And also, remember anything said at 2am while holding a crying infant…doesn’t count and is a do-over.

    I can’t wait for pictures of the new baby…but what I’d really like right now are pictures of that fabulous new kitchen.

  • Stan

    Pray to your God that you will have a child that will sleep through the night. I have been been blessed with a 10 month old who keeps vampire hours. Thank Jeebus he is the cutest little bugger or else I’d be dangling him from the fire escape.

  • the mighty jimbo

    that was an amazing and deeply personal post. blurb, thank you so much for sharing it.

    as the uncle of four (soon to be five) and a surrogate uncle to countless others (i’m the only one in my circle of old friends without children), all i can say is that you will figure it out.

    you will spend way more time positively amazed at watching what your child is learning and discovering than what you are learning and discovering at the same time.

    and the other think i have seen is this, once you do see that baby, everything else in yourlife becomes an afterthought.

    frankly my friend, i think you are gonna do just fine.

    heh. in many ways i think a baby will be easier than that kitchen. but that’s just cause i’m a total pussy.

  • bdk&e


    First can I say, Pussy Slapped. Or was it Pussy Spanked? Why? Because I had to fit it in somehow.

    Second, you speak for many men and I think you speak for many women. Until you are there, no one can really tell you what it will be like or how it will feel. Your feelings are heartfelt and normal. You and Heather are so well-read and prepared. And then as you know, you just close your eyes and jump. I should lend you our, “The Womanly Art of Breast Feeding.” It got us through our first 24 hours home with K . Dave and I spent that first night on the couch together trying to figure how it all worked. “Why the hell is this little guy not latching on?” I would sob. Dave was great at looking things up while I was freaking out. You will be too. You already are. Ok, I am rambling and will stop now. –Enjoy this time. You will never be a first time father again. Keep writing.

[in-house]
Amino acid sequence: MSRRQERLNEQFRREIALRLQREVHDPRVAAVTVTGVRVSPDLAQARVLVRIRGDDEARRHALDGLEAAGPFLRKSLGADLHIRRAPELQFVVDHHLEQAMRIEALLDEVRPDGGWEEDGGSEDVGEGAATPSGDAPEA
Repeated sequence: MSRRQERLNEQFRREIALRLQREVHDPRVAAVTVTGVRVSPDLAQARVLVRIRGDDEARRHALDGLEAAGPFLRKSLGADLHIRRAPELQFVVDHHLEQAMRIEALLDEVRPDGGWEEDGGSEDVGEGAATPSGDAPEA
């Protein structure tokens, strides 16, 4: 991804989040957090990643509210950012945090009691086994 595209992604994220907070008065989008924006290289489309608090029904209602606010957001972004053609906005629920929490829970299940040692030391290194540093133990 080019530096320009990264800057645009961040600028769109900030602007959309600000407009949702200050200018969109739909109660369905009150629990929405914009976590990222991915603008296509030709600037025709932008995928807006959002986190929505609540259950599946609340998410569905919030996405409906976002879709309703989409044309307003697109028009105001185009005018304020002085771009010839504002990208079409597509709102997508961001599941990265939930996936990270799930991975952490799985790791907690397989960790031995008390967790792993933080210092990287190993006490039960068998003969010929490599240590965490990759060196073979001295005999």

• Jerry

    No post from the mother-to-be so far today, just a link to this blog. You are on a path, indivdually and together, which will make you marvelous parents. The coming challenges as provider and caretaker can’t be minimized. But each pregnancy, birth, and the rearing of a child is unique. You’ve made clear in this post, as your wife has elsewhere, that you’re aware of this unique aspect of being parents for YOUR daughter. Others close to you may have some useful ideas and insights, but for the present and future they’re no better than other sources of information you’ve used. When your daughter is born she’ll get her own unique and best qualified set of them. Lucky girl. :)

  • mihow

    What a great post! I can’t wait to have one of my own. They end up doing things like this:

    and proud parents put animated gifs online for all of us to enjoy.

    I agree with Jerry, your daughter is one lucky girl indeed. :]

  • brent

    Itís so weird and so cool. As you know, we went through the birthing thing on 9.1.03 (at least that’s the day it finished). From the time the ‘water’ breaks to the time the nurses slap the kid on the ass you’re filled with all sorts of emotions and weird feelings including confusion, anticipation, hunger, elation, anxiety, and much, much more. You try and try to imaging what your offspring will look like and only when she pops into this world (and I mean POPS) youíll find out and say, ëoh, I didnít think of thatí and love her so much itís silly.

    Itís so weird and so cool, youíll love every second of it (having a kid).

  • stew

    At least the 2am wake ups will give you time to learn teh CSS3 stuff when it comes out :)

    nah I’m sure you’ll be a great dad 😀

  • Anya

    Been reading Dooce’s site for a good while now and just now checking yours out. Why? I can’t answer that. I will tell you that it is a good thing you married her, or else I might have. Girl thing aside. Anyhow, congrats to the both of you and if I knew y’all in the real world, I would come over with a bottle of Maker’s Mark to ring in the new addition to your fantastically witty family. Post labor of course. Cheers.

  • stacey

    I was alone when I had my son. His father, freaked out and ran away to Mexico. When the nurse brough “G” to me and placed him on my chest I looked at my friends and the hosptial staff and asked, “now what do I do?” You and Heather may feel the same with your first, but I envy her for having an involved, loving, anxious incredible Armstrong by her side to figure things out. You’re a good man, Charlie Brown.

  • Tremorr